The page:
The major agencies causing the deterioration of timber in construction are weathering, fungi, insects and fire. The natural durability of timber is defined into five categories in relation to the resistance of the heartwood to wood-decaying fungi (BS EN 350-1 1994). On prolonged exposure to sunlight, wind and rain, external timbers gradually lose their natural colours and turn grey. Sunlight and oxygen break down some of the cellulose and lignin into water-soluble materials which are then...

Intensive Green Roofs

Intensive green roofs are generally designed to accept recreational activity and to include the widest range of vegetation from grass to shrubs and semi-mature trees. Depths of soil are typically between 200 and 300 mm, which together with the necessary minimum 50 mm of water reservoir and drainage systems generate an additional imposed load of typically 400 kg m2 on the existing or proposed structural system. Intensive green roofs may incorporate both soft and hard landscaping and slopes up to...

Manufacture Of Steel

The production of steel involves a sequence of operations which are closely inter-related in order to ensure maximum efficiency of a highly energy-intensive process. The key stages in the production process are the making of pig iron, its conversion into steel, the casting of the molten steel and its formation into sections or strip. Finally, coils of steel strip are cold rolled into thin sections and profiled sheet. The raw materials for the production of iron are iron ore, coke and limestone....

Standards

BS 144 1997 Specification for coal tar creosote for wood preservation. BS 373 1957 Methods for testing small clear specimens of timber. BS 476 Fire tests on building materials and structures Parts 3, 4, 6, 7, 10-13, 15, 20-24, 31-33 BS 644 2003 Timber windows. Factory assembled windows of various types. BS 1088 Marine plywood Part 1 2003 Requirements. Part 2 2003 Determination of bonding quality. BS 1186 Timber for and workmanship in joinery Part 2 1988 Specification for workmanship. Part 3...

Building Research Establishment Publications

BRE Digest 309 1986 Estimating daylight in buildings Part 1. BRE Digest 310 1986 Estimating daylight in buildings Part 2. BRE Digest 338 1988 Insulation against external noise. BRE Digest 346 The assessment of wind loads. Part 1 1992 Background and method. Part 2 1989 Classification of structures. Part 3 1992 Wind climate in the United Kingdom. Part 4 1992 Terrain and building factors and gust peak factors. Part 5 1989 Assessment of wind speed over topography. Part 6 1989 Loading coefficients...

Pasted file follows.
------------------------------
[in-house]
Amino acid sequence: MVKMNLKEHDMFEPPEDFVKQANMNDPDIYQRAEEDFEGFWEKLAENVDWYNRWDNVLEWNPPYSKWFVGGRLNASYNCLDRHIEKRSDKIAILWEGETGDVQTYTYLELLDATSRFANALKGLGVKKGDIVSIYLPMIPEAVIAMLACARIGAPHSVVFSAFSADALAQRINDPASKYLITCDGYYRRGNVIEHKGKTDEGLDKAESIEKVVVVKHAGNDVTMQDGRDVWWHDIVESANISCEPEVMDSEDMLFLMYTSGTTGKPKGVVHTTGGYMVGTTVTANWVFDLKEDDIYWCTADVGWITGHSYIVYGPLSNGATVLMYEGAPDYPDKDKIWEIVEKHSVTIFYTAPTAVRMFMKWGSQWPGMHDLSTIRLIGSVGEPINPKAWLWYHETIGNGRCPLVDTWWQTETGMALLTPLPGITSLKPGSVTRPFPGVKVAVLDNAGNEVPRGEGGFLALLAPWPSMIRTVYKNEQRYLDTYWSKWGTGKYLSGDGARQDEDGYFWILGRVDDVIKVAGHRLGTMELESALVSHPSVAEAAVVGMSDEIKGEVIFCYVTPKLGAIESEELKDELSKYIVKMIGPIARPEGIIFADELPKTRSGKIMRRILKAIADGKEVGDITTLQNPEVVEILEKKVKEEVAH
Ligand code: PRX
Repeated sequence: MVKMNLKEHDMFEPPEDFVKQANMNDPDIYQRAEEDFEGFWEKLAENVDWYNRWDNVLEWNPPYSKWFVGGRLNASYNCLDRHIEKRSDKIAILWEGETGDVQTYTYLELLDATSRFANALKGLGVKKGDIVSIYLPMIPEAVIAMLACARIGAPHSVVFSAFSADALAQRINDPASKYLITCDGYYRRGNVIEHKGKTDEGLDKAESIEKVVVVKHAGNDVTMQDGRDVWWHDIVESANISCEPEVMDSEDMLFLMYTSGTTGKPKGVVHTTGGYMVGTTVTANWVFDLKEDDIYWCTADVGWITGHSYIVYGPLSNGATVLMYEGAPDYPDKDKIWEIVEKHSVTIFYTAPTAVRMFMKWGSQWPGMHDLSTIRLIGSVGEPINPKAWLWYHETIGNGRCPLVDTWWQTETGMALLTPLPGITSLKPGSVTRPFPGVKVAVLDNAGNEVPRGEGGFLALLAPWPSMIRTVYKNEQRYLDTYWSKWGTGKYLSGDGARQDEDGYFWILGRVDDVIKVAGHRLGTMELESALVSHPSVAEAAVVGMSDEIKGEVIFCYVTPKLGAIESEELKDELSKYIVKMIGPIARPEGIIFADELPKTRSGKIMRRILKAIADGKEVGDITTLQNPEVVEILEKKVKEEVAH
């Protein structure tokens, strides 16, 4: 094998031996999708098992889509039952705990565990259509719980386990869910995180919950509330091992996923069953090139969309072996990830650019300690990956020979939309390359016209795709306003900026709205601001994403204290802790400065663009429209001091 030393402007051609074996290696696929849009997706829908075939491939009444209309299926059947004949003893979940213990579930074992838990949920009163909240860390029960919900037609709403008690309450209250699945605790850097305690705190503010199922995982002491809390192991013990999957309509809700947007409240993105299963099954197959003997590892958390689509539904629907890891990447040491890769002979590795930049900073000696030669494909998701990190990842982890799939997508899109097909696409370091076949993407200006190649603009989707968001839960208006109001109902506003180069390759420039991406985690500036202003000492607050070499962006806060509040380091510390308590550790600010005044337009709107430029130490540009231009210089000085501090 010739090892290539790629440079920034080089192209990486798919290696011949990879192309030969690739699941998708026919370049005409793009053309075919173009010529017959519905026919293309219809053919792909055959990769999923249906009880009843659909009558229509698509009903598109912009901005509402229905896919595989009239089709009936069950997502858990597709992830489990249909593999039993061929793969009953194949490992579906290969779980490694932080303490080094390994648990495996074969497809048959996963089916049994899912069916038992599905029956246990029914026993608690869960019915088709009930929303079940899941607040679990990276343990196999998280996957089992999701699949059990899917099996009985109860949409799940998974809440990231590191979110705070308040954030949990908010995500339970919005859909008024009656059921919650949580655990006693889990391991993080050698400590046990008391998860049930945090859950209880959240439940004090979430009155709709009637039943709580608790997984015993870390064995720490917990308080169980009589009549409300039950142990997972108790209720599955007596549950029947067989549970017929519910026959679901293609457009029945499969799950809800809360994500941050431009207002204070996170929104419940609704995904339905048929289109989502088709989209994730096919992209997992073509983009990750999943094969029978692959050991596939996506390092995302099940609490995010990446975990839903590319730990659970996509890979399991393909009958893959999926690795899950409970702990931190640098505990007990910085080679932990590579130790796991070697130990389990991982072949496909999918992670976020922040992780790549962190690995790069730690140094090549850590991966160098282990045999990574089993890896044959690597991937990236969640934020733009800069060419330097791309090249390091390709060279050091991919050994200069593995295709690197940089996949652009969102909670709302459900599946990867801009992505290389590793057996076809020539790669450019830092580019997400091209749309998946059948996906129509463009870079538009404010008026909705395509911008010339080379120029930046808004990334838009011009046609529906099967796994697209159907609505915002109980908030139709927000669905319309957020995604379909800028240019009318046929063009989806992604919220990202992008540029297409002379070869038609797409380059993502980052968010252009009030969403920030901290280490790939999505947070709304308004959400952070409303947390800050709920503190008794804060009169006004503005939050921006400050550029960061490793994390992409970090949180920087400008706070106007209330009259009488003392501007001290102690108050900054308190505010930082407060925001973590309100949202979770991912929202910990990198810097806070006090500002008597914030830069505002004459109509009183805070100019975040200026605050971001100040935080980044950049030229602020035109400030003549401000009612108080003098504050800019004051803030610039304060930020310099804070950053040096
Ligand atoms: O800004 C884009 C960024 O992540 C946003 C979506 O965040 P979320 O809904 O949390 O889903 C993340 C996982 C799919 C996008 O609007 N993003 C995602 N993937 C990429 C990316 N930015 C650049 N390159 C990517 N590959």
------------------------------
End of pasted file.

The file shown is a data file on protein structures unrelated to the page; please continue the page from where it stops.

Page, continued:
Fibreboards

Fibreboards are manufactured from wood or other plant fibres by the application of heat and or pressure. They are bonded by the inherent adhesive properties and felting of the fibres or by the addition of a synthetic binder. In the wet process used for the manufacture of hardboard, medium board and soft-board, no adhesive is added to the wood fibres. In the case of medium density fibreboard MDF , a resin-bonding agent is incorporated during the production process. Forest thinnings and wood...

Chemical attack and aggressive ground

The resistance of cured concrete to acid attack is largely dependent upon the quality of the concrete, although the addition of granulated blastfurnace slag GGBS or fly ash pulverised-fuel ash PFA increases the resistance to acids. Limestone-aggregate concrete is more vulnerable to acid attack than concretes with other aggregates. The resistance of cured concrete to chemical attack is defined by the design chemical class number, ranging from DC1 low resistance to DC 4 high resistance . The...

BRE Digests

BRE Digest 293 1985 Improving the sound insulation of separating walls and floors. BRE Digest 294 1985 Fire risk from combustible cavity insulation. BRE Digest 295 1985 Stability under wind load of loose-laid external roof insulation boards. BRE Digest 324 1987 Flat roof design thermal insulation. BRE Digest 336 1989 Swimming pool roofs minimising the risk of condensation. BRE Digest 337 1988 Sound insulation basic principles. BRE Digest 338 1988 Insulation against external noise. BRE Digest...

Rammedearth and cob construction

Earth construction is one of the oldest forms of building used by mankind. Rammed-earth buildings can be found in most countries, and many have survived hundreds of years. The ideal material is a well-graded mixture of gravel, sand, silt and clay fines. The clay content should be sufficient to act as an efficient binder, but not in excess to cause large moisture movement or cracking of the finished construction. In modern rammed-earth construction Portland cement is frequently incorporated as a...